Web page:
Wow. Emotional today.

Moving on. Again.

So POINT BEING, even in places like Southern California, we still speak in seasons. "Ooh, I love winter," say the Angelenos with snowflakes embroidered on their clothes and Christmas lights in their yards. And then we head to the beach. Not to swim, but still, to the beach.

In southern Africa, they just cut to the chase, people. They keep it real. They speak more in water terms, as in: is there water present or not?

In Namibia, you have two "seasons," are you ready for them?

Dry. And wet.

That's it.

In Namibia (a desert climate), it gets so dry that water disappears from places. The riverbed doesn't just lower, its sentiment is more along the lines of, "See ya!"

I almost completely missed the "wet season" in Namibia, so I didn't see the apparent flooding that happens every year.

However, there are signs next to bridges that remain all year, that look like this:


It took me a looong time to figure out that these were indicating creek beds, or river beds, or whatever.

Why?

A) Because my hair is blonde, and while I consider myself an intelligent individual, I also know that I struggle with 2 and 2 sometimes; and B) Because there was no water underneath these bridges.

Um, hello.

Once I figured it out, I started joking with our driver, Passat (both as a way to have fun and also deflect attention from the fact that I was slow on the uptake of the fact that these were signs indicating water), that I didn't think there actually was a wet season.

"No, there is!" he would protest.

"I don't know, Man, I haven't seen any water."

That wasn't entirely true. It had rained a couple of times, including while I was at a library trying to study with my friends Stephen and Mike on Halloween. We stopped what we were doing -- or, in my case, not doing -- to look out the window and (pun) soak up the rare occurrence of weather in the region.

The time that I remember most fondly, however, was a time that it rained in Africa and in some ways it was just like the movies.

I was at home with Stephen, Samantha, Annelise, Olaf and Sarah Ann, probably.

Sammy and I were in her bedroom doing something, looking at CDs or talking about boys or -- quite possibly -- having show and tell with the items of clothing we brought with us that we were no longer, ahem, slim enough to fit into.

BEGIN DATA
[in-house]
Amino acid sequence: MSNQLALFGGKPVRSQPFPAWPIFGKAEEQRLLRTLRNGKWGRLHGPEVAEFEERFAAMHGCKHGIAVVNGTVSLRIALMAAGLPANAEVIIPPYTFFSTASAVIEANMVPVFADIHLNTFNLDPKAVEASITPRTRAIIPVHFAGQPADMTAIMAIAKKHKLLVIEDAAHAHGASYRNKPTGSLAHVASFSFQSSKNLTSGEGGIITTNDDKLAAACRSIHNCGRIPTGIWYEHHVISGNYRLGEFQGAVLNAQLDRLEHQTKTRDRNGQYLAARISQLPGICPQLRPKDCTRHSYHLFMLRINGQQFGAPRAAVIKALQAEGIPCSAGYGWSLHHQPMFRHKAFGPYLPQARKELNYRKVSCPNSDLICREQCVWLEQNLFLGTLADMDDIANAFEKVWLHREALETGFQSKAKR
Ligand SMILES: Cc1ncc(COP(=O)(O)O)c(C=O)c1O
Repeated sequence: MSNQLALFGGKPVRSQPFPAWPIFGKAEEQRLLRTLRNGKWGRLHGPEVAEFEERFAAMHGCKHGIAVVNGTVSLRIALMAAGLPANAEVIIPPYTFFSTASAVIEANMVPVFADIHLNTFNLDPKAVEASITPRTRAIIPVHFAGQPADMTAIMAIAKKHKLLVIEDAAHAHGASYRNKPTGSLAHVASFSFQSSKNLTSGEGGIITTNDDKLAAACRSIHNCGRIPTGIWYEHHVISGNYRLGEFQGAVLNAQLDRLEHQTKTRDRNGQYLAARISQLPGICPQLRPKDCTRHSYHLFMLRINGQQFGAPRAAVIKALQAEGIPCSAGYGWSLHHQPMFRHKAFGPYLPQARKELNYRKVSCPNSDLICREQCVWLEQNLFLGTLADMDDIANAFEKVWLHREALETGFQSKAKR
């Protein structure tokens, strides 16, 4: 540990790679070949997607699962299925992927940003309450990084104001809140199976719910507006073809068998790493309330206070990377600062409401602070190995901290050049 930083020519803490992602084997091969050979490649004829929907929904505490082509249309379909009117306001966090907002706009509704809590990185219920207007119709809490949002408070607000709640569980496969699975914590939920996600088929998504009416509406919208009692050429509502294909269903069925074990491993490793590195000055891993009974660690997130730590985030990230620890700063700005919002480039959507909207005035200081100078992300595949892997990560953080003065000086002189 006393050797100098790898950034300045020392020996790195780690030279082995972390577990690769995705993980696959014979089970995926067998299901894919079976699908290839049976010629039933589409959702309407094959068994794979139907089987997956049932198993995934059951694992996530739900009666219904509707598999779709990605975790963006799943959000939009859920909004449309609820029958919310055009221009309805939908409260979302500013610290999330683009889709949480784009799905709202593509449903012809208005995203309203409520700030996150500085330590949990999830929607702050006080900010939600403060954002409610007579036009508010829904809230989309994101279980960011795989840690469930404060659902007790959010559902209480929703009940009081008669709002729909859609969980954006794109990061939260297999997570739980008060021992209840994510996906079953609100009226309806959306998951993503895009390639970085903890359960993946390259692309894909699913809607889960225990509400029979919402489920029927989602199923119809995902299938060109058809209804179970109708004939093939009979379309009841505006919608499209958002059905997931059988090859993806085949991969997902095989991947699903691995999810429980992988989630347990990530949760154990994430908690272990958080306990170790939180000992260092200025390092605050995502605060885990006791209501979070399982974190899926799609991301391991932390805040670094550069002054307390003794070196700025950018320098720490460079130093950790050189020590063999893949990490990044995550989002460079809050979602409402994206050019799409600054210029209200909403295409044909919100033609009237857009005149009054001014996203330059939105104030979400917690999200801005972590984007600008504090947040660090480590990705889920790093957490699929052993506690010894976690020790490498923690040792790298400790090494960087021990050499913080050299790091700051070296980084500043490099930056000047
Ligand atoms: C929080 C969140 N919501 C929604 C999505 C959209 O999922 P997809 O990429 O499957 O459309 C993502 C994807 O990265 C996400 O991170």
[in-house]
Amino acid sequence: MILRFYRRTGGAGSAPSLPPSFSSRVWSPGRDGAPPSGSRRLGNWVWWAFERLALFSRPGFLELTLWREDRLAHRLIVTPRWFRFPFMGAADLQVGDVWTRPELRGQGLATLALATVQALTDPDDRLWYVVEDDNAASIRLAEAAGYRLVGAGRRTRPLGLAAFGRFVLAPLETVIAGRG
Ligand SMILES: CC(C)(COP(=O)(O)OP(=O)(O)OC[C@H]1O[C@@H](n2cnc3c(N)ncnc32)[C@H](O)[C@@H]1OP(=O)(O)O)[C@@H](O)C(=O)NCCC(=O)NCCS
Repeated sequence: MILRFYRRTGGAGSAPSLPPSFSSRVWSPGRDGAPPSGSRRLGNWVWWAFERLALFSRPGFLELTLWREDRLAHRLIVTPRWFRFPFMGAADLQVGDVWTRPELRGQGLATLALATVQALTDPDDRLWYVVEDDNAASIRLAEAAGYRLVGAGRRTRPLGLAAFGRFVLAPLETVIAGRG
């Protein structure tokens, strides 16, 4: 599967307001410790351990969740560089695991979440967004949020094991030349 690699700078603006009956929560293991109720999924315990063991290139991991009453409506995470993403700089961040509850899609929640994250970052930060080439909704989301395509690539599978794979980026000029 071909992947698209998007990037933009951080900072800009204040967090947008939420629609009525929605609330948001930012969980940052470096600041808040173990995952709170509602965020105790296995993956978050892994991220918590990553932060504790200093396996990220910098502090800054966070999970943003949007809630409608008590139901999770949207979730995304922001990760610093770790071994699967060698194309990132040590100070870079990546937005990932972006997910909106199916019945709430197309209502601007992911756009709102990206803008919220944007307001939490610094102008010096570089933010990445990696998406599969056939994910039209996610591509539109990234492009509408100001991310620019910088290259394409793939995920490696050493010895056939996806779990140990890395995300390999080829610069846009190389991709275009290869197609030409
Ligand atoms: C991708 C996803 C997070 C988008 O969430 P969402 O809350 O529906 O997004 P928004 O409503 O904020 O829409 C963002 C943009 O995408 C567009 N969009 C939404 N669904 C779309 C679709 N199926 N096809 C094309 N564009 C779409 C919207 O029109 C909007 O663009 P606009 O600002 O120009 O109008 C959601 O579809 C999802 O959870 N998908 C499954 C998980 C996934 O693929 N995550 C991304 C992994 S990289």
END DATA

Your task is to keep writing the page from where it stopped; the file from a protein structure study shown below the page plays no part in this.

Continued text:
I'm here to personally break any stereotypes you may have of me and my friends eating bugs and dust in Africa, all the while shrinking down to tiny Zazu birds. The reality, for me and Sammy anyway, was eating lots of freshly baked bread with lots of butter and, for me anyway, looking a little plump in my next drivers' license photo.

But I digest. I mean digress.

So we were sitting there, enjoying the relatively quiet house (there were 20 of us living in a 5-ish bedroom house*, but most of our classmates were away on a vacation), chit chatting like we had been practiced at doing together for two years already (we met as freshmen and quite instantly hit it off),

when all of a sudden --

CRACK.

Just like in the movies. i.e., as it never actually happens in real life.

But it did.

A random clap of thunder, seemingly out of nowhere. Nothing preceding it. No sprinkle of rain (that we could hear, or noticed, anyway). No light rumblings of thunder.

Just the sharp CRACK of a whip in the sky.

And our eyes.

They popped wide open, moved to meet, and locked, in shared excitement, surprise, and "what the....?"

And then, just as quickly as the thunder came on, so did the rain.

Just like in the movies.

Whooooooosh. Gushes of water, heard on the roof above and the roads outside.

And then we ran.

Ran to our nearest exit to be near the water, near THE RAIN!!!!

We ran to the upper level porch of the house and then did what any sane Bailey and Sammy would do.

We ran into the rain, and did ballet leaps up and down and across the balcony.

I don't need to tell you that it was awesome.